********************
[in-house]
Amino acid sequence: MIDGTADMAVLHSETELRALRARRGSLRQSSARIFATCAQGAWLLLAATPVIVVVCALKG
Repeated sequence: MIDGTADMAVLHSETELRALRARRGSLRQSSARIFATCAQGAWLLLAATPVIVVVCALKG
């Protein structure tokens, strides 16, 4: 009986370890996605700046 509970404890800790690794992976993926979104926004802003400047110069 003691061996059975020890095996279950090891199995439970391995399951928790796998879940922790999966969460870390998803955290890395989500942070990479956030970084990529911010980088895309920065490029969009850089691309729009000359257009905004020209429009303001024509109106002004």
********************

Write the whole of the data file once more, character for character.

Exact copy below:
[in-house]
Amino acid sequence: MIDGTADMAVLHSETELRALRARRGSLRQSSARIFATCAQGAWLLLAATPVIVVVCALKG
Repeated sequence: MIDGTADMAVLHSETELRALRARRGSLRQSSARIFATCAQGAWLLLAATPVIVVVCALKG
């Protein structure tokens, strides 16, 4: 009986370890996605700046 509970404890800790690794992976993926979104926004802003400047110069 003691061996059975020890095996279950090891199995439970391995399951928790796998879940922790999966969460870390998803955290890395989500942070990479956030970084990529911010980088895309920065490029969009850089691309729009000359257009905004020209429009303001024509109106002004």